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Victims of first confirmed new gTLD collision respond: “Fuck Google”

Kevin Murphy, September 12, 2014, 10:22:31 (UTC), Domain Registries

A number of companies have experienced errors on their networks due to collisions with a newly introduced gTLD.

The initial outcry from victims can be characterized as a storm of profanity, which it could be argued is a good thing for security but not great for ICANN’s reputation.

The collisions, which I believe are the first to be publicly and widely reported, are due to Google’s new gTLD .prod, which was delegated September 1.

Google intends to use the TLD as a shorthand for “product”, but it seems some companies use it internally to mean “production”, meaning production servers rather than testing or development servers.

Issues started being reported on online fora on September 3, with Google unfairly bearing the brunt of the initial blame. Here are a few of the earliest examples from Twitter:

A day later, Reddit user “cunttard”, under a post entitled “Fuck Google”, wrote:

Google recently activated prod. TLD.

They also decided to wildcard DNS all entries to 127.0.53.53 to resolve name collisions for internal organisations. All because they wanted .prod for product? Why not fucking request .product?

The implications have been fucking horrendous. I am in the process of helping a mate unfuck his organisations DNS, which heavily relied on resolver search $FQDN to map xyz.prod to xyz.prod.$FQDN. Note this wasn’t even used as an internal TLD. Now they’re all resolving short names to 127.0.53.53. Lesson learnt; always use FQDN everywhere.
I’m just fucking sick of ICANN / Google continuing to fuck DNS.

LinuxQuestions user “fantasygoat” started a thread entitled “New tLD .prod is messing with my configs”, in which he wrote:

I used to be able to refer to just the subdomain in a DNS lookup, like “www1.prod” and it would know I meant “www1.prod.example.com”, my local domain. I’ve been using prod.example.com for decades as the production subdomain for various things.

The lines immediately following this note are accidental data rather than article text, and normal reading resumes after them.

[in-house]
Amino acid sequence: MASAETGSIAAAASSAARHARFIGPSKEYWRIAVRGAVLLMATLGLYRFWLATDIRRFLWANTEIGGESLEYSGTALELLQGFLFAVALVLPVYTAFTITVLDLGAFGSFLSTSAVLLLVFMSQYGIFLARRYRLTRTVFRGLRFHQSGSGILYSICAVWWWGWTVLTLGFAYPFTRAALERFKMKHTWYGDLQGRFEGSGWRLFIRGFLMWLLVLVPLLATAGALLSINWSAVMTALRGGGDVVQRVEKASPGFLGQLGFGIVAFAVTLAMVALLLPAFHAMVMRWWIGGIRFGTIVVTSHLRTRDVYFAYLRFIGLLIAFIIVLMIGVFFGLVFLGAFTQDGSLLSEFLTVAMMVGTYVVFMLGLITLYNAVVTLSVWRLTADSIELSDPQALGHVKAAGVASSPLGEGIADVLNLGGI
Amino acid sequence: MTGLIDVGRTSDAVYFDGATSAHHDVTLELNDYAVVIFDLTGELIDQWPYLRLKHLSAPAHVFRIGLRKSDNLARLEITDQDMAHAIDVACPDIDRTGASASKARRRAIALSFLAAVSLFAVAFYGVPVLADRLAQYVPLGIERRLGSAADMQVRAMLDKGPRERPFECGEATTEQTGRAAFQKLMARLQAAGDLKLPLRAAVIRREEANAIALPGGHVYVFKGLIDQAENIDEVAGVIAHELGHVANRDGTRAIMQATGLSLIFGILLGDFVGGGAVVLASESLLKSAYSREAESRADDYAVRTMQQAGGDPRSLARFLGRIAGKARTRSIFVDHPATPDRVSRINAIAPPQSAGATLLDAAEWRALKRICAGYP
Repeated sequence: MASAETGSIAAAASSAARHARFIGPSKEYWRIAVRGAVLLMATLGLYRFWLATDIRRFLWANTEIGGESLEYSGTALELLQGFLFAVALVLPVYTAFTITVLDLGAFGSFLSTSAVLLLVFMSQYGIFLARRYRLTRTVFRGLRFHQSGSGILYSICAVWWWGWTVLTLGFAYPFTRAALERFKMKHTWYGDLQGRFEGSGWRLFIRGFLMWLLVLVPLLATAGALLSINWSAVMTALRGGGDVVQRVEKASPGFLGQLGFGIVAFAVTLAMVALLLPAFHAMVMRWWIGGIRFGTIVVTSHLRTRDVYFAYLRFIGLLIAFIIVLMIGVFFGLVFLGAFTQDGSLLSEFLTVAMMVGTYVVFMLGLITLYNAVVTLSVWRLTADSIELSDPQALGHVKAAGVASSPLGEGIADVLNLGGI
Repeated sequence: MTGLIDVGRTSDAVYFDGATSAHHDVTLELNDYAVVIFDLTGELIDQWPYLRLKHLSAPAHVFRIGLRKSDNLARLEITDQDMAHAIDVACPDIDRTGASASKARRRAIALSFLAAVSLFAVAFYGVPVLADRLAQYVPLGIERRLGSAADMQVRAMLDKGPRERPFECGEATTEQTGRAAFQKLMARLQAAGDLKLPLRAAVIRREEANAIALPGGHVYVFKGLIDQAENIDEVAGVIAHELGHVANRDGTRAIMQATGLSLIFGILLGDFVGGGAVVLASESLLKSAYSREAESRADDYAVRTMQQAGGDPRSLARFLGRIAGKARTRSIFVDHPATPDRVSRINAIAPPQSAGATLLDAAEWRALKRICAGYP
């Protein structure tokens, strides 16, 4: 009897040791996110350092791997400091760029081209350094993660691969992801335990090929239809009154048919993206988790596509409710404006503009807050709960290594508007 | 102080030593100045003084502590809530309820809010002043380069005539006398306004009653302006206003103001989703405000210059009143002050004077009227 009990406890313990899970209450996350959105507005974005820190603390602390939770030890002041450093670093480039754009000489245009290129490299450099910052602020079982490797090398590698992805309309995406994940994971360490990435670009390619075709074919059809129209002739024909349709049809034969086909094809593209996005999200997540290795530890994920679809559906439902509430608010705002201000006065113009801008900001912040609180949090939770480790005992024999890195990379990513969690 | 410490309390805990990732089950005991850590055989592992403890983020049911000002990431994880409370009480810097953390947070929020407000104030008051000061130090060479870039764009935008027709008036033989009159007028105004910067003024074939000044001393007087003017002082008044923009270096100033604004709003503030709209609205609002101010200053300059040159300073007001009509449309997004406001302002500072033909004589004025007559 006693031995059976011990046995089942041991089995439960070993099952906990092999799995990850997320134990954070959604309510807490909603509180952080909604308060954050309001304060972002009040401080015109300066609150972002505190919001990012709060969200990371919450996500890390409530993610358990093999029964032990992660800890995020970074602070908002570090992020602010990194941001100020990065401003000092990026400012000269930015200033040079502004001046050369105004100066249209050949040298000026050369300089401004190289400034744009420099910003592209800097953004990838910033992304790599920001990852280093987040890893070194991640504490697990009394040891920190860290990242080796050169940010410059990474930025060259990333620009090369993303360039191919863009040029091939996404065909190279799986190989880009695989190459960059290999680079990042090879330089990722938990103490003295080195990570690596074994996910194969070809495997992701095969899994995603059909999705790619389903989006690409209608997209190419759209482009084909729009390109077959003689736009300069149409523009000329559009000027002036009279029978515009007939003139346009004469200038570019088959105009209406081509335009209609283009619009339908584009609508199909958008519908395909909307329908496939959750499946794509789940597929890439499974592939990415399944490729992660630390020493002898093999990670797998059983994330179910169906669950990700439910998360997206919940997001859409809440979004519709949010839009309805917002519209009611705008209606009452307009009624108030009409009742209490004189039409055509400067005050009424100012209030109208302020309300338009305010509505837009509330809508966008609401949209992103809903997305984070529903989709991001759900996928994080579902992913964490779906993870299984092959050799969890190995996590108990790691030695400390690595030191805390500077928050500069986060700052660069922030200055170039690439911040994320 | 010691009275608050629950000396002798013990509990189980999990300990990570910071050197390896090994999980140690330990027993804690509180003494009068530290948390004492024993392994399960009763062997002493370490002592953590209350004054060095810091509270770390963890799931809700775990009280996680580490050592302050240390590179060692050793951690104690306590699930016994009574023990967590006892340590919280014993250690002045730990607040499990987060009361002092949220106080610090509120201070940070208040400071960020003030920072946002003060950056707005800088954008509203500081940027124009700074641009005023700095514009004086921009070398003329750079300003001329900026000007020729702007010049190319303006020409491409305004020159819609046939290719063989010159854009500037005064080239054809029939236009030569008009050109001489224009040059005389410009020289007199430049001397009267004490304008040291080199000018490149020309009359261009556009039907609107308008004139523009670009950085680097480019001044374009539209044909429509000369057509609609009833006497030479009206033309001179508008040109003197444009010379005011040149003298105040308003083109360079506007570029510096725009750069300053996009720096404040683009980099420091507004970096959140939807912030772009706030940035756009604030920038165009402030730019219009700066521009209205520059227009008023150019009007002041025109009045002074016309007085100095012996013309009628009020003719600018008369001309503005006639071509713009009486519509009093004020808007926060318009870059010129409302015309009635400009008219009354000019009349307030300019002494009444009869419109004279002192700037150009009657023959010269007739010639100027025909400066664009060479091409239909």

Now it resolves to 127.0.53.53, which I believe is ICANN’s hack DNS answer for tLDs.

So, I have a bunch of config files without the domain name and it’s messing stuff up. Does anyone have a workaround so I can have my DNS respond to .prod requests as a subdomain of my domain?

I’ve found a couple of other examples on various mailing lists and web forums with systems administrators experiencing similar issues over the last week.

This, it seems to me, shows that ICANN’s hack for mitigating the risks of name collisions, developed by JAS Advisors, is working as expected.

In each reported case of a .prod collision I’ve been able to find, the admin either had already worked out that he needed to use a fully-qualified domain name (eg www.prod.example.com instead of www.prod) or was swiftly advised to do so by those responding to his post.

Most seem to have spotted that instead of returning NXDOMAIN errors, Google is returning the IP address 127.0.53.53, which was chosen because it’s an internal IP and because 53 is the TCP/IP port number for DNS.

Diverting to 127.0.53.53 is designed to catch the eye, alerting admins to the need to correctly configure their networks.

It certainly seems to be doing that, but it’s not winning ICANN or new gTLD registries any new friends.

Nobody has yet reported death or injury due to a collision.

Update: There has been one previously reported collision, concerning .guru.

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Comments (6)

  1. Tom Cooper says:

    ” I am in the process of helping a mate unfuck his organisations DNS, which heavily relied on resolver search $FQDN to map xyz.prod to xyz.prod.$FQDN”

    Are you going to tell him or shall I?

  2. It makes a change from the usual com/co or .net/.ne typos that normally appear in the zonefiles. Perhaps Google is the new Microsoft.

  3. Chris Hills says:

    The real issue is that ICANN has not reserved any top level domains for private use (in the same way that 192.168.0.0/16 is reserved for private networks).

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